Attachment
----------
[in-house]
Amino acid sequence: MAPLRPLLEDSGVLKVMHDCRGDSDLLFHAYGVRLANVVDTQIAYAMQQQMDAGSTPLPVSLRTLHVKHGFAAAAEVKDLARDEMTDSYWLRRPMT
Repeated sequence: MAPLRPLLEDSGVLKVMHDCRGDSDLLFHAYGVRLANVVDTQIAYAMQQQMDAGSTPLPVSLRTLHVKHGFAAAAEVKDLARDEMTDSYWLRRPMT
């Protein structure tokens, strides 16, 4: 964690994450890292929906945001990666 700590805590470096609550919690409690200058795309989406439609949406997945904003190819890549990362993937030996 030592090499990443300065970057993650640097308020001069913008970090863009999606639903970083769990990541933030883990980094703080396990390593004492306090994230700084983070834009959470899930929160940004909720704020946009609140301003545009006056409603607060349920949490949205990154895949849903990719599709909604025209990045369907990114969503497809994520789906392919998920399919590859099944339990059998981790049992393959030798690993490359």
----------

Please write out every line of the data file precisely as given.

[in-house]
Amino acid sequence: MAPLRPLLEDSGVLKVMHDCRGDSDLLFHAYGVRLANVVDTQIAYAMQQQMDAGSTPLPVSLRTLHVKHGFAAAAEVKDLARDEMTDSYWLRRPMT
Repeated sequence: MAPLRPLLEDSGVLKVMHDCRGDSDLLFHAYGVRLANVVDTQIAYAMQQQMDAGSTPLPVSLRTLHVKHGFAAAAEVKDLARDEMTDSYWLRRPMT
């Protein structure tokens, strides 16, 4: 964690994450890292929906945001990666 700590805590470096609550919690409690200058795309989406439609949406997945904003190819890549990362993937030996 030592090499990443300065970057993650640097308020001069913008970090863009999606639903970083769990990541933030883990980094703080396990390593004492306090994230700084983070834009959470899930929160940004909720704020946009609140301003545009006056409603607060349920949490949205990154895949849903990719599709909604025209990045369907990114969503497809994520789906392919998920399919590859099944339990059998981790049992393959030798690993490359």